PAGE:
In the realm of data analysis, having well-structured and clear data is fundamental for meaningful insights. Data schemas provide a blueprint for understanding and organizing datasets. In today’s digital landscape, where automation and machine-readability are vital, machine-actionable schemas offer enhanced utility. This blog post will guide you through the process of creating a machine-actionable schema using, a user-friendly platform. We’ll explore how to develop such schemas step by step and the benefits of utilizing the Overlays Capture Architecture (OCA) for better data management.

The Practicality of Machine-Actionable Schemas

Think of a schema as a roadmap that navigates you through your data landscape. Machine-actionable schemas take this up a notch by making the schema easily understandable for computers. The advantages range from ensuring data accuracy to streamlining data integration and analysis.

Getting Started: Crafting Your Machine-Actionable Schema simplifies schema creation through a tutorial on crafting an Excel Template schema. Before you begin, have a clear picture of your dataset or the data you intend to collect. Decide on concise attribute names, avoiding spaces and complex characters to maintain clarity and consistency.

Overlays Capture Architecture (OCA) is the language that uses to express your schema. It allows flexibility to schema design, such as having descriptive labels for your schema attributes. These labels provide context and descriptive information, ensuring accessibility for diverse users. This feature enriches the schema’s comprehensibility. OCA also has features such as adding units to your schema attributes, descriptions to help users understand attributes and more.

A Gradual Approach to Schema Improvement

The flexibility of OCA enables you to start with a basic schema and add details as your project progresses. This adaptable approach accommodates evolving project needs without overwhelming you with upfront complexity.

Creating the Machine-Actionable Version‘s parser transforms your Excel Template schema into an official OCA Bundle. This bundle compiles all schema features into machine-readable JSON format, packaged as a .zip file.

A pathway for working with schemas. First write your schema template in Excel, then parse this template to your .zip machine-readable bundle at You can save this schema and the Excel template together with your data and share it with your data. You can also deposit the .zip and Excel template schemas in Borealis through the library process. You will then have a published schema with a DOI.

Future Developments and the OCA Standard aims to expand beyond Excel Templates and introduce additional functionalities. The OCA Bundle adheres to the OCA Open Standard hosted by the Human Colossus Foundation. This standardization ensures compatibility and interoperability within the data ecosystem.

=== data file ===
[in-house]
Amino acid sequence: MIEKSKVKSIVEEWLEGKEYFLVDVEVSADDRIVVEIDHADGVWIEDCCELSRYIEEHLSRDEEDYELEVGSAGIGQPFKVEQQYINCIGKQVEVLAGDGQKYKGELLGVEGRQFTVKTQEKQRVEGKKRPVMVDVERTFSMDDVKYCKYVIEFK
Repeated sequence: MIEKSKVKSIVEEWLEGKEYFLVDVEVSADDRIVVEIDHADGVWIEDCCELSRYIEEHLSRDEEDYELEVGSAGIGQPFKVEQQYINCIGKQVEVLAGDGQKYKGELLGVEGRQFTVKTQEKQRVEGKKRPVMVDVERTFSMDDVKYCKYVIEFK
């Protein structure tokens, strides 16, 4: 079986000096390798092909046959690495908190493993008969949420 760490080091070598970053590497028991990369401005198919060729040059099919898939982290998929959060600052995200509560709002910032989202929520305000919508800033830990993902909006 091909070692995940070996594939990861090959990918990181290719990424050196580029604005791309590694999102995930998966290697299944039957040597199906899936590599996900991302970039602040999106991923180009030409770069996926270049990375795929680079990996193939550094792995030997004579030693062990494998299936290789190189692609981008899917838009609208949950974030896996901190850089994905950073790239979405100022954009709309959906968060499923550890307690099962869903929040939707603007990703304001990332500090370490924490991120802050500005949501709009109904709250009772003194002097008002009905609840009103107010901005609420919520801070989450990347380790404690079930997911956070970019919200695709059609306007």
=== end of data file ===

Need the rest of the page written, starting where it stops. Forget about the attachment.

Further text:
Contributing to the OCA Standard

For those interested in shaping OCA’s future, participating in OCA Standard meetings offers an avenue for contribution. By sharing insights, you can contribute to refining this open standard. empowers researchers with practical tools to create machine-actionable schemas. By simplifying schema creation and incorporating OCA, facilitates efficient, accurate, and collaborative data-driven research. Delve into the world of machine-actionable schemas and optimize your data management with

Written by Carly Huitema

In the world of research and data analysis, understanding and structuring data effectively is crucial. The way data is documented and organized can greatly impact its usability and value. This is where data schemas come into play. A data schema is like a roadmap that guides researchers through the intricacies of their datasets, ensuring clarity, consistency, and accurate interpretation. In this blog post, we’ll explore the challenges posed by working with poorly described data, the benefits of well-documented data schemas, and how the University of Guelph’s Semantic Engine is revolutionizing the way researchers create and utilize these schemas.

The Challenge of Poor Data Descriptions

Imagine receiving a dataset with columns of numbers and labels that are cryptic at best. Without proper documentation, interpreting the data becomes a daunting task. Researchers may struggle to understand what each column represents, the units of measurement, and the data types involved. This lack of clarity not only hinders individual research efforts but also makes it challenging to collaborate, share, and replicate findings accurately.